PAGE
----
Turkish Political Culture and Its Ottoman Antecedents

Vortrag von Prof. em. Dr. Ahmet Evin (Istanbul) im Rahmen der Vortragsreihe „10 Jahre TürkeiEuropaZentrum Hamburg“

Termin: 07.11.2018, 18.00 Uhr c.t.
Ort: Hörsaal 221
(AAI, Edmund-Siemers-Allee 1, Ost)

Despite the high level of interest in modern Turkish politics, there have been very few studies of Turkey’s political culture. On this topic the contributions of only a handful of colleagues, notably those of Ilter Turan and Ersin Kalaycioglu, stand out.  The study of political culture was overshadowed by the overriding interest among political scientists in the Turkish state, its institutions, and the political system in line with the discipline’s focus on Turkey’s modernization.  In this context, students of Turkish politics owed a great deal to historians and sociologists in interpreting the transition from late Ottoman reformism to the establishment of the republic. Examinations of Turkey’s political culture have drawn special attention, among others, to two characteristics which I intend to address in my discussion of the topic. One is the Ottoman antecedents of Turkish political culture going back further than the nineteenth century when the Turkish homo politicus can be said to have arisen. More specifically, the question I shall attempt to address is whether there are indigenous characteristics of the Ottoman political community that have contributed to the shaping of modern Turkey’s political culture.

The second is the cultural cleavage that has been taken by social scientists as a key to understand some of the essential characteristics of Turkish politics (such as the recurring systemic failures due to fragmentation and polarization) ever since Şerif Mardin introduced the Shilsean concept of the “Center and Periphery”  into the field of Turkish studies. Today, the “Center and Periphery” theory seems to have lost its relevance not only for the study of Turkish society and politics but globally as well. There are facile explanations why that theory is no longer relevant in today’s relativist post-modern and even “post-truth” environment and why, for example, the locus of the center can no longer be defined clearly even in politically and economically developed societies. By the same token, can it be argued that the current ambiguity about the center and periphery, and how they might relate to one another, may well hold some clues with respect to the changes in political culture?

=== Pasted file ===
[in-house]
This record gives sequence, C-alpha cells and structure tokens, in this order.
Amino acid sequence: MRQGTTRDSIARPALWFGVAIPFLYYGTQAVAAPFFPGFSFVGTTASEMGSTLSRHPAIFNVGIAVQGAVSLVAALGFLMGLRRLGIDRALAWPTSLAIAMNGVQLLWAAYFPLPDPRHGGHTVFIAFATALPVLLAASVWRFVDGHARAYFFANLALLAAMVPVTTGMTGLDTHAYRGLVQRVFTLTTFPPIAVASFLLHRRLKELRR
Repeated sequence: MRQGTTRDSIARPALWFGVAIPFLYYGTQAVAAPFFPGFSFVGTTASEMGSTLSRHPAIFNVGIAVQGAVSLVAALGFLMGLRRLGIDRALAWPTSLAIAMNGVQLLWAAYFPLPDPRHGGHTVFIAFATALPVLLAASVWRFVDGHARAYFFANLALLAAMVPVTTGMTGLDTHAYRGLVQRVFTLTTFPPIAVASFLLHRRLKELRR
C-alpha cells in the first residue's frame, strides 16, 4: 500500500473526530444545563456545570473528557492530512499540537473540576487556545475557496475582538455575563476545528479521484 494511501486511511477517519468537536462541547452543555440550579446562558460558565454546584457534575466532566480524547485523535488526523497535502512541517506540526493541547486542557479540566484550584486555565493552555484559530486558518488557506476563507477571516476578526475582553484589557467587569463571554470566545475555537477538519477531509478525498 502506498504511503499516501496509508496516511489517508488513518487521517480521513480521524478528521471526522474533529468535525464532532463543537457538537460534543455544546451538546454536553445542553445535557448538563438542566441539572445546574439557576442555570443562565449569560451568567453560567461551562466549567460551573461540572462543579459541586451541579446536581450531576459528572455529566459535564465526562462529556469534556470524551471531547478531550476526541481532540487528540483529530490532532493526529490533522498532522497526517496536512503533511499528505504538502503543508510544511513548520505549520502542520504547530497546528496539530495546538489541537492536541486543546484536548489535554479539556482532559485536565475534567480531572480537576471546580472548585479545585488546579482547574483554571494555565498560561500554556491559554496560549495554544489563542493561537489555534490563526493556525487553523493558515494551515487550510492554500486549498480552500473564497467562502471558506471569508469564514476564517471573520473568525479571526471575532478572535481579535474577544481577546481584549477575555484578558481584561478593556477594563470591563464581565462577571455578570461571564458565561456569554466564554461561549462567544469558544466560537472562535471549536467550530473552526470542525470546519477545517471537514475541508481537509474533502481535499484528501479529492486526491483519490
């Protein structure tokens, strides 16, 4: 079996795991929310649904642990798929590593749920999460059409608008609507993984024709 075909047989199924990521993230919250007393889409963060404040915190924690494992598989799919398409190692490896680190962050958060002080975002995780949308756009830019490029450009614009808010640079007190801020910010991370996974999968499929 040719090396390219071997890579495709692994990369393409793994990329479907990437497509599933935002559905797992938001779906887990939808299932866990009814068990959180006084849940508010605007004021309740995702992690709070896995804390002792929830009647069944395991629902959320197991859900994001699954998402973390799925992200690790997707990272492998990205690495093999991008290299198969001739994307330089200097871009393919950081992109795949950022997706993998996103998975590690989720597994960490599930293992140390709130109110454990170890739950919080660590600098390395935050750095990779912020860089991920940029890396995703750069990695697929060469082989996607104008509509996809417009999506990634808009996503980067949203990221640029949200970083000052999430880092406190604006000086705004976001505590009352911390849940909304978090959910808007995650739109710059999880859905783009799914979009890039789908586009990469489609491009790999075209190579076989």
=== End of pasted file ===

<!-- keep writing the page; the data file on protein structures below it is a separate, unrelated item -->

Referent: Ahmet O. Evin, founding dean of the Faculty of Arts and Social Sciences and Professor Emeritus at Sabanci University, serves as Senior Scholar and Board Member of Istanbul Policy Center. He is a Jean Monnet Professor ad personam of European Policy Studies and has been Anna Lindh-La Caixa Chair for Euro-Mediterranean Studies at Sabanci University.

He received his B.A. and Ph.D. degrees at Columbia University. He has been a senior fellow of the Transatlantic Academy (Washington, DC) and an Alexander Onassis Senior Fellow at Eliamep, Athens.

He has previously taught at Harvard, NYU, University of Pennsylvania (where he was director of the Middle East Center), the University of Hamburg and Bilkent University (where he headed the Political Science department).  

He has served as Director of Education of the Aga Khan Trust for Culture(Paris and Geneva), and Advisory Board member of the Aga Khan University,Faculty of Arts and Sciences – East Africa. He is also serving on the advisoryboard of the Institute of Advanced Studies – Köszeg, where he is also a seniorresearch fellow. His corporate management experience includes Philip MorrisInternational.
 
He has authored or edited over 12 volumes on politics, culture, and development,and currently serves on the editorial boards of five international journals.

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